Inside the hunt for clean energy’s newest frontier
MITEI Principal Research Scientist Emre Gençer states that massive infrastructure investments may be needed to address the "mismatch" between where natural hydrogen exists and where it could be used.
Can we count on renewable energy? Four ways wind, solar and water can power the U.S.
Robert C. Armstrong (MITEI) and Andy Sun (MIT Sloan) contribute to the discussion of intermittent renewable energy sources and energy storage, referencing MITEI's The Future of Energy Storage report.
How to boost EV sales? Pay drivers to turn in old polluting cars.
Jessika Trancik (Institute for Data, Systems, and Society) discusses incentives for electrifying the current fleet of vehicles in the United States. “Funding programs that would help turn over the fleet more rapidly makes a lot of sense," she says.
MIT physicists make first ‘zombie’ electron crystal for superconductor
MIT researchers—including Joseph Checkelsky (Physics)— figured out how to trap electrons in 3D crystals, which could help "develop technology like superconductors, supercomputing quantum bits, and ultraefficient power lines."
The best inventions of 2023
Several MIT spinouts and projects—including a solar-powered desalination system and Form Energy’s iron-air battery—were listed in Time Magazine’s 2023 list of best inventions.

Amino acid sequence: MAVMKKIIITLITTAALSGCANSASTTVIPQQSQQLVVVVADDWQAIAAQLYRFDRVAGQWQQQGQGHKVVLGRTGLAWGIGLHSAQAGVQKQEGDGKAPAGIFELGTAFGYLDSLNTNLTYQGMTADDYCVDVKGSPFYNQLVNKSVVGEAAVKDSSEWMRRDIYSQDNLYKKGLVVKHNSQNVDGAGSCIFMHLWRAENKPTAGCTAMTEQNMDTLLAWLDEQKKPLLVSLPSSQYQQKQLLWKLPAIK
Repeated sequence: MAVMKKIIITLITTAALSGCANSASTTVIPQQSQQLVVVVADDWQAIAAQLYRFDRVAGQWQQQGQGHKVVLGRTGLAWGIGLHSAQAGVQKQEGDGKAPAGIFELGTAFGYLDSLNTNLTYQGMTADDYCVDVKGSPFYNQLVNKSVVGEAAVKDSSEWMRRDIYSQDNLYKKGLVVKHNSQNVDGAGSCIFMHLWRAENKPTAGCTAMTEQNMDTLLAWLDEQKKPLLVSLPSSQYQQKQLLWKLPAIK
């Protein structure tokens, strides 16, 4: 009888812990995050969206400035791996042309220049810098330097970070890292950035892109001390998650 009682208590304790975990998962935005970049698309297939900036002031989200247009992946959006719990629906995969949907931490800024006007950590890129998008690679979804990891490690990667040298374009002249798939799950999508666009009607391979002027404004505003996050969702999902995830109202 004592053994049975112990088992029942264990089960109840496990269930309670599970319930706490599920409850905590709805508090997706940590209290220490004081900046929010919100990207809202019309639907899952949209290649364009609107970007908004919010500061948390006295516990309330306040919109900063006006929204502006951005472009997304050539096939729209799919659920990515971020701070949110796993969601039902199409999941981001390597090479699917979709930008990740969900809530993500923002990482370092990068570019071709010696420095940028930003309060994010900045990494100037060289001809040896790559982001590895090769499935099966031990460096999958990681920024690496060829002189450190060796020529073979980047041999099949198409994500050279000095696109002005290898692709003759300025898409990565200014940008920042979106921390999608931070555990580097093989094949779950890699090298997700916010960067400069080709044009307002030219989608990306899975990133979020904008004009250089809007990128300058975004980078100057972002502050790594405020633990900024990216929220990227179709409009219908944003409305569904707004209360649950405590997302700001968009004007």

U.S. hands out $7 billion for hydrogen hubs
President Biden has announced funding for seven regional hubs to produce hydrogen as a part of the bipartisan infrastructure law. MITEI Principal Research Scientist Emre Gençer discusses the potential impact on hydrogen pricing and demand.
How China became the king of new nuclear power, and how the U.S. is trying to stage a comeback
Jacopo Buongiorno (Nuclear Science and Engineering) discusses the future of nuclear energy in the United States, stating that the U.S. may catch up to China if the new technologies being developed here are technically and commercially successful.
Old west Virginia steel mill becomes a green-energy powerhouse
MIT startup Form Energy—co-founded by Yet-Ming Chiang (Materials Science and Engineering)—was created with the goal to “develop batteries that were cheap, didn’t catch fire, didn’t need scarce and costly metals like cobalt and lithium, and could produce electricity for a long time.”
MIT researcher Jessika Trancik says we need to lower the ‘soft’ costs of climate tech
Jessika Trancik (Institute for Data, Systems, and Society) discusses her new study that finds improvements in soft tech can accelerate the reduction in solar energy costs.
How to make sure federal climate money helps everyone
J. Phillip Thompson (Urban Studies and Planning) co-taught a class at MIT that allowed students the opportunity to work with local officials on identifying federal funds for climate change mitigation and deciding how to use them. "Because if we don't, wealthy communities will go green, and low-income communities will stay brown."
How do we power the developing world